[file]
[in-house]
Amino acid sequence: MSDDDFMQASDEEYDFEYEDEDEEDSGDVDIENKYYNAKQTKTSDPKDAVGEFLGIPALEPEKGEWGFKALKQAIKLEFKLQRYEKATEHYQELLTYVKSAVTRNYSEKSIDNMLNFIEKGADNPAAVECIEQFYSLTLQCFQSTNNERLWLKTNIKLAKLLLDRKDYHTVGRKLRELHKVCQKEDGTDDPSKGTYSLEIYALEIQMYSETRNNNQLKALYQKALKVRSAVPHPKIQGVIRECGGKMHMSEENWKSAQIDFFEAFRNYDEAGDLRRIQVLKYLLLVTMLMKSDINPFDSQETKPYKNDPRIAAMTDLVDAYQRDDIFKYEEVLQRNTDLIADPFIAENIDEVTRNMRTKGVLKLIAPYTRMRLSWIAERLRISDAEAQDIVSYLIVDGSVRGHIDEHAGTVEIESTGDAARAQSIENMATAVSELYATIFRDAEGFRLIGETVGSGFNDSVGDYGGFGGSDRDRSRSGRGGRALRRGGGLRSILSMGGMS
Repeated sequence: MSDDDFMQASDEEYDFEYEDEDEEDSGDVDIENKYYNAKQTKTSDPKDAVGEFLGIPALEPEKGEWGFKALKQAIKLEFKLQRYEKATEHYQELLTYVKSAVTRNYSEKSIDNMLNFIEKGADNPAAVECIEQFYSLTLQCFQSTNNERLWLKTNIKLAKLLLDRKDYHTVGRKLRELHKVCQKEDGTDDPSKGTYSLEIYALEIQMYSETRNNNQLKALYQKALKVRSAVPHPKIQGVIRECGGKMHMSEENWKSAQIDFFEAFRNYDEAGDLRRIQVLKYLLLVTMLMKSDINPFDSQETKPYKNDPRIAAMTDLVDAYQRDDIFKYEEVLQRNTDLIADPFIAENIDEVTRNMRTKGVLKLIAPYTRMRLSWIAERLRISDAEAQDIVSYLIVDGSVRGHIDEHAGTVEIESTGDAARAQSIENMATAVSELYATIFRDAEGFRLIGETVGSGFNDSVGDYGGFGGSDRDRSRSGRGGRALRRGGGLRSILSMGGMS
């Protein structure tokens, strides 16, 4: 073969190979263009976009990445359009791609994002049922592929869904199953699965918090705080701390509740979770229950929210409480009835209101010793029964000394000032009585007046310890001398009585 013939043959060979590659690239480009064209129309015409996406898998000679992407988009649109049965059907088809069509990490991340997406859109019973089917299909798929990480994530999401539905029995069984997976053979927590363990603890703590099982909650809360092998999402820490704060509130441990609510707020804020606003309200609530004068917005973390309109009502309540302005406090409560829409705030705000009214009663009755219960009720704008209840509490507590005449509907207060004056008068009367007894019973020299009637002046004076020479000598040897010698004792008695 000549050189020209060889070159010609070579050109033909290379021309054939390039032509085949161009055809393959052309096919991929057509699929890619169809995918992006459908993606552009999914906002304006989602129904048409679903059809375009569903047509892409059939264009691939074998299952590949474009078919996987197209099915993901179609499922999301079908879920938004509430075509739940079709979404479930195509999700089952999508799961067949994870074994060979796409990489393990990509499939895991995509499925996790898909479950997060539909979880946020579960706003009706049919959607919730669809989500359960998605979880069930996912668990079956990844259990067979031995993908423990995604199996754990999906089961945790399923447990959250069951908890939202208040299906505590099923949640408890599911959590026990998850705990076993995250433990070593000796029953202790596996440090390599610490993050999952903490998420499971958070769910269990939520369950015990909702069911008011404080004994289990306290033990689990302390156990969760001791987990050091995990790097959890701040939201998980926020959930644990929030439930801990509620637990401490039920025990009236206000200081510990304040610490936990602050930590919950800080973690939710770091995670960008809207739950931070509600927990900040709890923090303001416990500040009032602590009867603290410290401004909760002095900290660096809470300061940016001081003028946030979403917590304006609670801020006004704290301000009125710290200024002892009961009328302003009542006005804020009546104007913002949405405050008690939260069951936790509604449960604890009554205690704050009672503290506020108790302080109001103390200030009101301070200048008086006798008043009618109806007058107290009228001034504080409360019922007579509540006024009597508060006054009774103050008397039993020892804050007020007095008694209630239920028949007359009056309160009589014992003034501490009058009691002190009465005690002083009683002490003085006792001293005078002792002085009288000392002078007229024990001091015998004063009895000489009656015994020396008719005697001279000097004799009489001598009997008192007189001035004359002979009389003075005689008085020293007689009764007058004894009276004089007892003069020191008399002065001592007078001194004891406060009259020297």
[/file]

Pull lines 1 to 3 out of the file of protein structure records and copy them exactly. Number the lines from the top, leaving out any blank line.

[in-house]
Amino acid sequence: MSDDDFMQASDEEYDFEYEDEDEEDSGDVDIENKYYNAKQTKTSDPKDAVGEFLGIPALEPEKGEWGFKALKQAIKLEFKLQRYEKATEHYQELLTYVKSAVTRNYSEKSIDNMLNFIEKGADNPAAVECIEQFYSLTLQCFQSTNNERLWLKTNIKLAKLLLDRKDYHTVGRKLRELHKVCQKEDGTDDPSKGTYSLEIYALEIQMYSETRNNNQLKALYQKALKVRSAVPHPKIQGVIRECGGKMHMSEENWKSAQIDFFEAFRNYDEAGDLRRIQVLKYLLLVTMLMKSDINPFDSQETKPYKNDPRIAAMTDLVDAYQRDDIFKYEEVLQRNTDLIADPFIAENIDEVTRNMRTKGVLKLIAPYTRMRLSWIAERLRISDAEAQDIVSYLIVDGSVRGHIDEHAGTVEIESTGDAARAQSIENMATAVSELYATIFRDAEGFRLIGETVGSGFNDSVGDYGGFGGSDRDRSRSGRGGRALRRGGGLRSILSMGGMS
Repeated sequence: MSDDDFMQASDEEYDFEYEDEDEEDSGDVDIENKYYNAKQTKTSDPKDAVGEFLGIPALEPEKGEWGFKALKQAIKLEFKLQRYEKATEHYQELLTYVKSAVTRNYSEKSIDNMLNFIEKGADNPAAVECIEQFYSLTLQCFQSTNNERLWLKTNIKLAKLLLDRKDYHTVGRKLRELHKVCQKEDGTDDPSKGTYSLEIYALEIQMYSETRNNNQLKALYQKALKVRSAVPHPKIQGVIRECGGKMHMSEENWKSAQIDFFEAFRNYDEAGDLRRIQVLKYLLLVTMLMKSDINPFDSQETKPYKNDPRIAAMTDLVDAYQRDDIFKYEEVLQRNTDLIADPFIAENIDEVTRNMRTKGVLKLIAPYTRMRLSWIAERLRISDAEAQDIVSYLIVDGSVRGHIDEHAGTVEIESTGDAARAQSIENMATAVSELYATIFRDAEGFRLIGETVGSGFNDSVGDYGGFGGSDRDRSRSGRGGRALRRGGGLRSILSMGGMS